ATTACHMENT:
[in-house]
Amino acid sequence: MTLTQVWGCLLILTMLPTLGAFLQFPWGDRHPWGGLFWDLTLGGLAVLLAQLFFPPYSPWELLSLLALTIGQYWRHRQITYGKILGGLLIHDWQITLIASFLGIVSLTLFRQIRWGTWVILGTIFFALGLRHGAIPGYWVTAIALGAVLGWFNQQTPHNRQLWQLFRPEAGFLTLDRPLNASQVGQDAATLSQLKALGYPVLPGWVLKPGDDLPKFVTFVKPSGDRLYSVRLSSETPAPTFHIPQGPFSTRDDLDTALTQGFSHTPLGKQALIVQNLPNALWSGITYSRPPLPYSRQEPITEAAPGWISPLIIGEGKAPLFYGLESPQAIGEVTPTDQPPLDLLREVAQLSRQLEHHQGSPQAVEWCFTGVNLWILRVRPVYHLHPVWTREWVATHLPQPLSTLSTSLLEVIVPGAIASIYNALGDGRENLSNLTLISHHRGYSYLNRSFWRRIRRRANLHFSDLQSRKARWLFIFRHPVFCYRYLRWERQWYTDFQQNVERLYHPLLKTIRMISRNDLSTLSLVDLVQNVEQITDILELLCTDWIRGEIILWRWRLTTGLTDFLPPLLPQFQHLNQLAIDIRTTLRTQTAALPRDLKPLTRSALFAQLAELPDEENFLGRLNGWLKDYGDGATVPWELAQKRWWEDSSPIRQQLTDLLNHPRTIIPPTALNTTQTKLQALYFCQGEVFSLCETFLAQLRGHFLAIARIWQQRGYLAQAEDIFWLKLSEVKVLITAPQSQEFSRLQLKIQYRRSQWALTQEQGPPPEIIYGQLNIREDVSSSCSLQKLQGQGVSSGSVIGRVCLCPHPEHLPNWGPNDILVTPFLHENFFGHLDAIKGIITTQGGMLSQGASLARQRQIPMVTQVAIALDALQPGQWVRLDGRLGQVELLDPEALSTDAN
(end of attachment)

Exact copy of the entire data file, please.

[in-house]
Amino acid sequence: MTLTQVWGCLLILTMLPTLGAFLQFPWGDRHPWGGLFWDLTLGGLAVLLAQLFFPPYSPWELLSLLALTIGQYWRHRQITYGKILGGLLIHDWQITLIASFLGIVSLTLFRQIRWGTWVILGTIFFALGLRHGAIPGYWVTAIALGAVLGWFNQQTPHNRQLWQLFRPEAGFLTLDRPLNASQVGQDAATLSQLKALGYPVLPGWVLKPGDDLPKFVTFVKPSGDRLYSVRLSSETPAPTFHIPQGPFSTRDDLDTALTQGFSHTPLGKQALIVQNLPNALWSGITYSRPPLPYSRQEPITEAAPGWISPLIIGEGKAPLFYGLESPQAIGEVTPTDQPPLDLLREVAQLSRQLEHHQGSPQAVEWCFTGVNLWILRVRPVYHLHPVWTREWVATHLPQPLSTLSTSLLEVIVPGAIASIYNALGDGRENLSNLTLISHHRGYSYLNRSFWRRIRRRANLHFSDLQSRKARWLFIFRHPVFCYRYLRWERQWYTDFQQNVERLYHPLLKTIRMISRNDLSTLSLVDLVQNVEQITDILELLCTDWIRGEIILWRWRLTTGLTDFLPPLLPQFQHLNQLAIDIRTTLRTQTAALPRDLKPLTRSALFAQLAELPDEENFLGRLNGWLKDYGDGATVPWELAQKRWWEDSSPIRQQLTDLLNHPRTIIPPTALNTTQTKLQALYFCQGEVFSLCETFLAQLRGHFLAIARIWQQRGYLAQAEDIFWLKLSEVKVLITAPQSQEFSRLQLKIQYRRSQWALTQEQGPPPEIIYGQLNIREDVSSSCSLQKLQGQGVSSGSVIGRVCLCPHPEHLPNWGPNDILVTPFLHENFFGHLDAIKGIITTQGGMLSQGASLARQRQIPMVTQVAIALDALQPGQWVRLDGRLGQVELLDPEALSTDAN